This is great for your smartphone, but what if the Pixel Watch 2 included an embedded fingerprint scanner on the side?
This isn't a new idea by any means, as the functionality was shown off all the way back in 2016. But that example was clearly a prototype and never made it to the masses. Embedding a fingerprint scanner would be quite useful for things such as using Google Wallet or Samsung Pay to make mobile payments. It could even offer another way to interact with the Wear OS interface without actually touching the screen.
Improved Google Assistant... with Bard integration?
With Wear OS 3, Google struggled to get its new version of Google Assistant working on Wear OS watches that use Qualcomm hardware instead of Exynos. That means the Fossil Gen 6 only just got Assistant in late June, months after its switch to the new OS — and other newer Wear OS 3 watches like Mobvoi Ticwatch Pro 5 still don't have it.
With rumors flying that Google will ditch Exynos for Snapdragon with the Pixel Watch 2, we have to assume that it will fully address these issues by the time Wear OS 4 arrives, for its own sake. So we'd hope any Wear OS 4-capable watch should have Google Assistant out of the box.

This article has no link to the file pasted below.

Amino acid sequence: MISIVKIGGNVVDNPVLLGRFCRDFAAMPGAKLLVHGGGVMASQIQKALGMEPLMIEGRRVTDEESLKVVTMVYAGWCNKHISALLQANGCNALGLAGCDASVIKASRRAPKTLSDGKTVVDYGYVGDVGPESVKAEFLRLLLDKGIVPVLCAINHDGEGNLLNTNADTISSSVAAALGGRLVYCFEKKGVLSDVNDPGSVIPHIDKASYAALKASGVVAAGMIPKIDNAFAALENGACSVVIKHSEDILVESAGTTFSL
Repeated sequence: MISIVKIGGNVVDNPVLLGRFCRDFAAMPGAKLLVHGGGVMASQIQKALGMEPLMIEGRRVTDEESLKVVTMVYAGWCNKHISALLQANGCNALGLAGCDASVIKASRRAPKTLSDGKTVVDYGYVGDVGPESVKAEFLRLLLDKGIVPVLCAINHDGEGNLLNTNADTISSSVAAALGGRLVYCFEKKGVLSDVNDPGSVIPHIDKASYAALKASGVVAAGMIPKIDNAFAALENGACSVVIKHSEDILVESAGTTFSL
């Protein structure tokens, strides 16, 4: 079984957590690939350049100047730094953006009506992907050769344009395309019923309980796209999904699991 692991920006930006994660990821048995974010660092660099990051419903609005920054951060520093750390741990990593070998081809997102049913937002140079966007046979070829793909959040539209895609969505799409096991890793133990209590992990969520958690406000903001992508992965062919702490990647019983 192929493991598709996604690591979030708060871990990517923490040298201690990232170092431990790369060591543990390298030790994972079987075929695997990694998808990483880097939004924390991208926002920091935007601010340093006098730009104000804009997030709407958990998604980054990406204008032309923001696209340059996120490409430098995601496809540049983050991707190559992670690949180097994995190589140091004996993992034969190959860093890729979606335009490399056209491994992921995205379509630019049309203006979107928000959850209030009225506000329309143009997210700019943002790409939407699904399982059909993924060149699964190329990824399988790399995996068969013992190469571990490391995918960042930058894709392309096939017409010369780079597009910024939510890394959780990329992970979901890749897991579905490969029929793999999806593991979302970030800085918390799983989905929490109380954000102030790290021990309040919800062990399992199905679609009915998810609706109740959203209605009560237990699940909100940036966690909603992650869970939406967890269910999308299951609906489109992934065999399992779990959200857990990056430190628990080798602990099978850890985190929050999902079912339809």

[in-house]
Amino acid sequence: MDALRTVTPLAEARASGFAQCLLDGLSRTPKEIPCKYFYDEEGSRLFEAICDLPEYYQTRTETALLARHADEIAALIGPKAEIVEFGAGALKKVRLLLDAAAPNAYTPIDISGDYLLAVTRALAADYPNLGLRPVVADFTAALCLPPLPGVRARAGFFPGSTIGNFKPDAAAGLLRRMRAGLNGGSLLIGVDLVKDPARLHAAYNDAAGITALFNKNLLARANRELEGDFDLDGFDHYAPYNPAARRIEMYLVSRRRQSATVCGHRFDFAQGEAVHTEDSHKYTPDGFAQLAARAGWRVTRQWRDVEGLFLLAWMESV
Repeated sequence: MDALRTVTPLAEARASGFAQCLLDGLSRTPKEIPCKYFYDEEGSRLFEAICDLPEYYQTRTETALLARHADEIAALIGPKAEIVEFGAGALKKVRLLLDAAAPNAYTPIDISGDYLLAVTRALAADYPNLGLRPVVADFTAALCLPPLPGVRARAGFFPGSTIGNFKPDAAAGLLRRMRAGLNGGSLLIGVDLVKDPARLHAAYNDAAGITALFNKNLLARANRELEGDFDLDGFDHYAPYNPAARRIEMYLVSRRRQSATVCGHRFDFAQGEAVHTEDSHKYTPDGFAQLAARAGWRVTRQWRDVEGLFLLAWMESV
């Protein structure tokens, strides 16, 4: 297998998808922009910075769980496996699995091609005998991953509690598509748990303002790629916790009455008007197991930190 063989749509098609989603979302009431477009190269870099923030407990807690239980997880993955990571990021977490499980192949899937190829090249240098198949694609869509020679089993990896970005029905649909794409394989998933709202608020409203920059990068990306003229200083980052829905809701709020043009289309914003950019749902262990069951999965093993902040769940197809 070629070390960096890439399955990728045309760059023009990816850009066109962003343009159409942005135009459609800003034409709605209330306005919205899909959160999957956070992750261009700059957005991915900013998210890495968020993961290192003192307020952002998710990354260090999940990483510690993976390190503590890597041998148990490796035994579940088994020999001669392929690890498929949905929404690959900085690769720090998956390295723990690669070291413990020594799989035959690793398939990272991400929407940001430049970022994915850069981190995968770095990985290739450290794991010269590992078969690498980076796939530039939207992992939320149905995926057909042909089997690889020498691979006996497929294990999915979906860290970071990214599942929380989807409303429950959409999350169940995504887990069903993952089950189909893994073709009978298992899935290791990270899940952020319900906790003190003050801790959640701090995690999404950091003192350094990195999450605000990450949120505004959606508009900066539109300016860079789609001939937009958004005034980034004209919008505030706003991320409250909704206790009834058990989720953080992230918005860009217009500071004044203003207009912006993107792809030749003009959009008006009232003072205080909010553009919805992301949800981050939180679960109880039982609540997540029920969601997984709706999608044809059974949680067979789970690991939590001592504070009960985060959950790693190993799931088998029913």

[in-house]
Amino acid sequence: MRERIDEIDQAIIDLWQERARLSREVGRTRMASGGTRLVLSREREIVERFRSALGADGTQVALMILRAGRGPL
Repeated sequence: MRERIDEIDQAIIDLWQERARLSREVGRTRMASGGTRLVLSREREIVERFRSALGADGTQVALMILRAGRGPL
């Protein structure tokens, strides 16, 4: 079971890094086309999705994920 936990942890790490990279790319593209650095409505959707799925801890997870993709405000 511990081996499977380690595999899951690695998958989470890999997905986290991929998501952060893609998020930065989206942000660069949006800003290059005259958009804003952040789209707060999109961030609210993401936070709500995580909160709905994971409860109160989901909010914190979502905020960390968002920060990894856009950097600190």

Meanwhile, Google's generative AI rival, ChatGPT, is widely available on most Wear OS watches. If Google wants to stay relevant as the leading source of information for users, it may decide to incorporate Google Bard into Wear OS as well, so you get more complete answers to your questions.
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Michael spent years freelancing on every tech topic under the sun before settling down on the real exciting stuff: virtual reality, fitness wearables, gaming, and how tech intersects with our world. He's a semi-reformed Apple-to-Android user who loves running, D&D, and Star Wars. Find him on Twitter at @Michael_L_Hicks.
- Andrew MyrickSenior Editor - Chromebooks, tablets, and wearables
I use a Galaxy watch, so I hadn't realised just how second rate the experience on a pixel watch was. No backup and restore? Really?Reply